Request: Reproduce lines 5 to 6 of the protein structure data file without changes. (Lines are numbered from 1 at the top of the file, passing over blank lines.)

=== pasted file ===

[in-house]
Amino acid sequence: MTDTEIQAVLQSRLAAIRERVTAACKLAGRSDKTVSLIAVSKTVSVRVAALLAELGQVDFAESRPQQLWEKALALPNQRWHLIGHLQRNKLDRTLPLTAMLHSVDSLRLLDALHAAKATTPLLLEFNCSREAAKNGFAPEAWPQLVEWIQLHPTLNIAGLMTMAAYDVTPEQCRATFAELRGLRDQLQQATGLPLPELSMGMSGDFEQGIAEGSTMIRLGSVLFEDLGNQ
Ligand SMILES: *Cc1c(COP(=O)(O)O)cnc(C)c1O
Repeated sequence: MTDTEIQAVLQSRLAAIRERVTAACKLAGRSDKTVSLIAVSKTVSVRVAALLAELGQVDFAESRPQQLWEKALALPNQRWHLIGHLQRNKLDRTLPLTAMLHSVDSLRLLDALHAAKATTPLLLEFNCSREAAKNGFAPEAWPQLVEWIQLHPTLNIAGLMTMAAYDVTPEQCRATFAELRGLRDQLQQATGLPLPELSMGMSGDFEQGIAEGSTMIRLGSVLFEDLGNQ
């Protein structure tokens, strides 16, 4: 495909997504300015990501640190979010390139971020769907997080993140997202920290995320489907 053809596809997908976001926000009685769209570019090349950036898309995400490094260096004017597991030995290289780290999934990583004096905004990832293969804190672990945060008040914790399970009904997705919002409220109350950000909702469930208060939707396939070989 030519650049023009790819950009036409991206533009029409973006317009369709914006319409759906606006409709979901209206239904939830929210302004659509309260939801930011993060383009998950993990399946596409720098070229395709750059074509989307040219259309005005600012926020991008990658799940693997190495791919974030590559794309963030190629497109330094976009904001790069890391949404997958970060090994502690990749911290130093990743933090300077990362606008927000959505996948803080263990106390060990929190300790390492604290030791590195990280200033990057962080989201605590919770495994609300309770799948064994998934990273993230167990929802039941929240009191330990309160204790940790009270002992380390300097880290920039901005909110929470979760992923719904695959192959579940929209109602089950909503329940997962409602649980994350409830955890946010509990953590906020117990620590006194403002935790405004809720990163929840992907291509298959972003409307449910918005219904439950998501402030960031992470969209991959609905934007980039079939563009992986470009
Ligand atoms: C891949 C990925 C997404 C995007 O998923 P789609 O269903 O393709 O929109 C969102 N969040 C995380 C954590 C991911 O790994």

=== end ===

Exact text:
């Protein structure tokens, strides 16, 4: 495909997504300015990501640190979010390139971020769907997080993140997202920290995320489907 053809596809997908976001926000009685769209570019090349950036898309995400490094260096004017597991030995290289780290999934990583004096905004990832293969804190672990945060008040914790399970009904997705919002409220109350950000909702469930208060939707396939070989 030519650049023009790819950009036409991206533009029409973006317009369709914006319409759906606006409709979901209206239904939830929210302004659509309260939801930011993060383009998950993990399946596409720098070229395709750059074509989307040219259309005005600012926020991008990658799940693997190495791919974030590559794309963030190629497109330094976009904001790069890391949404997958970060090994502690990749911290130093990743933090300077990362606008927000959505996948803080263990106390060990929190300790390492604290030791590195990280200033990057962080989201605590919770495994609300309770799948064994998934990273993230167990929802039941929240009191330990309160204790940790009270002992380390300097880290920039901005909110929470979760992923719904695959192959579940929209109602089950909503329940997962409602649980994350409830955890946010509990953590906020117990620590006194403002935790405004809720990163929840992907291509298959972003409307449910918005219904439950998501402030960031992470969209991959609905934007980039079939563009992986470009
Ligand atoms: C891949 C990925 C997404 C995007 O998923 P789609 O269903 O393709 O929109 C969102 N969040 C995380 C954590 C991911 O790994």